The head of site selection for Apple’s data centres denied that a proposed €850 million (£646 million) Apple server farm on the west coast of Ireland is too close to nuclear facilities during an oral hearing last week.
Oscar Gonzalez, who selected data centre sites for Google and Yahoo! before joining Apple in 2013, was questioned by engineer Allan Daly and several others over the data centre’s location.
Apple wants the new Irish data centre to be at least 320km from nuclear facilities, according to a document seen by Business Insider.
In the so-called “witness statement” — where Gonzalez aims to address the extent of the development, the site selection, and the need for the project, before answering questions from a number of concerned parties — data centre opponents questioned Apple on the 320km distance, before highlighting that the data centre site Apple has chosen is in fact less than 320km away from UK nuclear sites.
“Brenda McGuane and Others” suggest that Apple adopted the 320km radius to eliminate more suitable plots of land in other parts of Ireland. They say: “the selection of sites greater than 320km from nuclear facilities is not a criteria adopted by Apple for its data centres in the US. The criteria has not been adopted by other international corporations.”
The fact that the likes of Google and Microsoft have built data centres near Dublin shows that other large tech companies are willing to put their server farms less than 320km away from UK nuclear sites.
Responding to the point, Gonzalez said:
Apple’s business has grown and developed over time and therefore so too have our requirements for site selection. Furthermore, world events such as the failure of the nuclear power plant in Fukushima in 2011 highlighted the need to consider additional criteria. Some US sites that were selected prior to the huge growth in demand for Apple’s services would be evaluated from a different perspective today. The site selection criteria we used to select the Derrydonnell site are currently being used by Apple today to select suitable locations for our data centres. We cannot comment on the criteria used by other companies. For Apple’s proposed new data centres, our aim is to minimise the risk to these very important infrastructure elements and highly valuable assets. In some cases, it is simply not possible to find a suitable site at the preferred distance. In such circumstances, if a site meets the other criteria, the company reluctantly accepts the increased risk.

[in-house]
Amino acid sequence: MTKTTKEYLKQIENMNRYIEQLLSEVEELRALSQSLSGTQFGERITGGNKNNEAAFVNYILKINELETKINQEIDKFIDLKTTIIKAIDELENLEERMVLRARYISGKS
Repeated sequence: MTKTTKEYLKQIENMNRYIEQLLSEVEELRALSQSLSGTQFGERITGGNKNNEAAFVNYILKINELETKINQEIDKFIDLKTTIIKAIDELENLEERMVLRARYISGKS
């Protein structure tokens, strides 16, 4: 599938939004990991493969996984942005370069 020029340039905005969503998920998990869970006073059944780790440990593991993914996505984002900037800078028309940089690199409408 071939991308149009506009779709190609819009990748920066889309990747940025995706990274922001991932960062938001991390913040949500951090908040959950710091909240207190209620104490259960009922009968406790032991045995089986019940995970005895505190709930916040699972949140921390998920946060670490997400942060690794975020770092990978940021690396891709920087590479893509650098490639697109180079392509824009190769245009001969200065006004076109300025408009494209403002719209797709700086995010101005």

The document also shows that Julie Bates, whose occupation is not known, contested whether Apple’s proposed site in Derrydonnell forest is in fact 320km from UK nuclear sites.
Gozalez replied: “The Derrydonnell site is approximately 305km from the now-closed Wylfa nuclear facility in Wales and more than 400km from the operating Sellafield nuclear fuel reprocessing plant.” Interestingly, independent measurements by Business Insider found that the site that Apple has picked is roughly 370km from Sellafield in Cumbria, North West England, and 280km from the now-closed Wylfa Nuclear Power Station, on the island of Anglesey, in North Wales.
In addition to proximity to nuclear facilities, the data centre opponents highlight a range of other issues with Apple’s site selection, including the impact on local populations of bats and badgers, and the fact that, unlike other plots of land across Ireland, the site has not been designated by the Irish government for data centre use.
Apple was not immediately available for comment but it would likely argue that several of the opponents are trying to find any excuse possible to stop it from building the facility.
Engineer Allan Daly, who has been in contact with Business Insider before over the astronomical energy demands of the proposed data centre, contested in the document that none of Apple’s existing data centres meet all of its selection criteria, implying that the company picks and chooses when it meets them. “The distances to nuclear facilities, military installation and fuel distribution centres are arbitrary, and can be increased or decreased,” he wrote.
Gonzalez replied: “As explained, Apple’s business has grown and developed over time and therefore so too have our requirements for site selection. Some US sites selected prior to the huge growth in demand for Apple’s services, would be evaluated from a different perspective today. The site selection criteria we used to select the Derrydonnell site are used by Apple today to select suitable locations for our data centres. In some cases, it is simply not possible to find a suitable site that meet all the criteria and the company reluctantly accepts the need to compromise.”
Apple’s proposed Irish data centre, one of two data centres Apple wants to build in Europe, would power Apple’s the iTunes Store, the App Store, iMessage, Maps and Siri for customers across Europe. Nuclear incidents, while extremely rare, have the potential to wipe out everything within a radius of several hundred kilometres, so you can see why a technology company as big as Apple might not want to put its core infrastructure too close to one.
Business Insider visited the site for the proposed data centre in February and found that the majority of the locals support the development, which could create hundreds of jobs for construction workers.
The oral hearing is taking place because a number of parties appealed Galway County Council’s decision to approve planning permission for the data centre. The appeal was made to independent planning body An Bord Pleanála.
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